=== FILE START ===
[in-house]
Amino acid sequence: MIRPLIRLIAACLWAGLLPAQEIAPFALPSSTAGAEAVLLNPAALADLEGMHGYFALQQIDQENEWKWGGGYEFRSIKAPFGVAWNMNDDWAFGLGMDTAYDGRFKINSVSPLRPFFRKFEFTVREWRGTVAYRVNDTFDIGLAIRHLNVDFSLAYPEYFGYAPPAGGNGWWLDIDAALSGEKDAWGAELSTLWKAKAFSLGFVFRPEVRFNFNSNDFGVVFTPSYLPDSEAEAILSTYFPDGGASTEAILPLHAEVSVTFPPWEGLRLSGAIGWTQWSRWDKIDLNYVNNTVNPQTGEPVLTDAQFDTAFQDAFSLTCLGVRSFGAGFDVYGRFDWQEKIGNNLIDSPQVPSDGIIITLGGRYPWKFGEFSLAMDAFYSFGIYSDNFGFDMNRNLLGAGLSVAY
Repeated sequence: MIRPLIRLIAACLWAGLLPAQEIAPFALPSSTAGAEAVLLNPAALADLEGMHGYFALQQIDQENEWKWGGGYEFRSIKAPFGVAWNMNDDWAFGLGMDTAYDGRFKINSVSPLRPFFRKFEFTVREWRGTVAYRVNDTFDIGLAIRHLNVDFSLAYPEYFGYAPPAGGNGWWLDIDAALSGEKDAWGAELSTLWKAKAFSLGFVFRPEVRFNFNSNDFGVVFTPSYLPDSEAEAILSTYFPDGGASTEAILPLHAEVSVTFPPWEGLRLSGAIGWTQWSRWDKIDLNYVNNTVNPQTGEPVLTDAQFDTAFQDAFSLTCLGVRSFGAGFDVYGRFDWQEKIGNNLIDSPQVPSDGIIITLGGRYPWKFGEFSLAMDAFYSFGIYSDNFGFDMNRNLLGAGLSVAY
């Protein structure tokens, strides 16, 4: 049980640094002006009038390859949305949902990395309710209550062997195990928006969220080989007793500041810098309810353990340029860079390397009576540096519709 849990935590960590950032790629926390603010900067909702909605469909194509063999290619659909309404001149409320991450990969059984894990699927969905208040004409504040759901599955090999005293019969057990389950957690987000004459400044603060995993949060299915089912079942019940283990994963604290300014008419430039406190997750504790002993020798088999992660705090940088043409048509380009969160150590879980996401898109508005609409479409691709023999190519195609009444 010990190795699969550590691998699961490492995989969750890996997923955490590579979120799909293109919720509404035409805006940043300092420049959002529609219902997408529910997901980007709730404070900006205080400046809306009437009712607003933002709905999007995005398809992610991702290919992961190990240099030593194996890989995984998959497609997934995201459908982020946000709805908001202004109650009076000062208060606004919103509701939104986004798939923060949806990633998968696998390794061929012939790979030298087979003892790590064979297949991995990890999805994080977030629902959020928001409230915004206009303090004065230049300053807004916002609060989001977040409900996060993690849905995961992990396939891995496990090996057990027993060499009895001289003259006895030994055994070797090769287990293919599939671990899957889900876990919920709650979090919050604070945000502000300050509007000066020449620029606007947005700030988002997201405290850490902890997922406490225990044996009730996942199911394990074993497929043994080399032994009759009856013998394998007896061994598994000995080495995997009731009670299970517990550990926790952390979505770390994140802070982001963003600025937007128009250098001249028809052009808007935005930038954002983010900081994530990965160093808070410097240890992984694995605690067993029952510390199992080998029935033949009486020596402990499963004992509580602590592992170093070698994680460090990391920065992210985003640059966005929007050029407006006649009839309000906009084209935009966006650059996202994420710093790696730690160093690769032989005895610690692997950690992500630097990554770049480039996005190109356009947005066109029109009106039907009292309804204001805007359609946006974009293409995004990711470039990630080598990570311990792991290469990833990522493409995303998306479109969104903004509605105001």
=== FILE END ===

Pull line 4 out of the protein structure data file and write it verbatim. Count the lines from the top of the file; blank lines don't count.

């Protein structure tokens, strides 16, 4: 049980640094002006009038390859949305949902990395309710209550062997195990928006969220080989007793500041810098309810353990340029860079390397009576540096519709 849990935590960590950032790629926390603010900067909702909605469909194509063999290619659909309404001149409320991450990969059984894990699927969905208040004409504040759901599955090999005293019969057990389950957690987000004459400044603060995993949060299915089912079942019940283990994963604290300014008419430039406190997750504790002993020798088999992660705090940088043409048509380009969160150590879980996401898109508005609409479409691709023999190519195609009444 010990190795699969550590691998699961490492995989969750890996997923955490590579979120799909293109919720509404035409805006940043300092420049959002529609219902997408529910997901980007709730404070900006205080400046809306009437009712607003933002709905999007995005398809992610991702290919992961190990240099030593194996890989995984998959497609997934995201459908982020946000709805908001202004109650009076000062208060606004919103509701939104986004798939923060949806990633998968696998390794061929012939790979030298087979003892790590064979297949991995990890999805994080977030629902959020928001409230915004206009303090004065230049300053807004916002609060989001977040409900996060993690849905995961992990396939891995496990090996057990027993060499009895001289003259006895030994055994070797090769287990293919599939671990899957889900876990919920709650979090919050604070945000502000300050509007000066020449620029606007947005700030988002997201405290850490902890997922406490225990044996009730996942199911394990074993497929043994080399032994009759009856013998394998007896061994598994000995080495995997009731009670299970517990550990926790952390979505770390994140802070982001963003600025937007128009250098001249028809052009808007935005930038954002983010900081994530990965160093808070410097240890992984694995605690067993029952510390199992080998029935033949009486020596402990499963004992509580602590592992170093070698994680460090990391920065992210985003640059966005929007050029407006006649009839309000906009084209935009966006650059996202994420710093790696730690160093690769032989005895610690692997950690992500630097990554770049480039996005190109356009947005066109029109009106039907009292309804204001805007359609946006974009293409995004990711470039990630080598990570311990792991290469990833990522493409995303998306479109969104903004509605105001």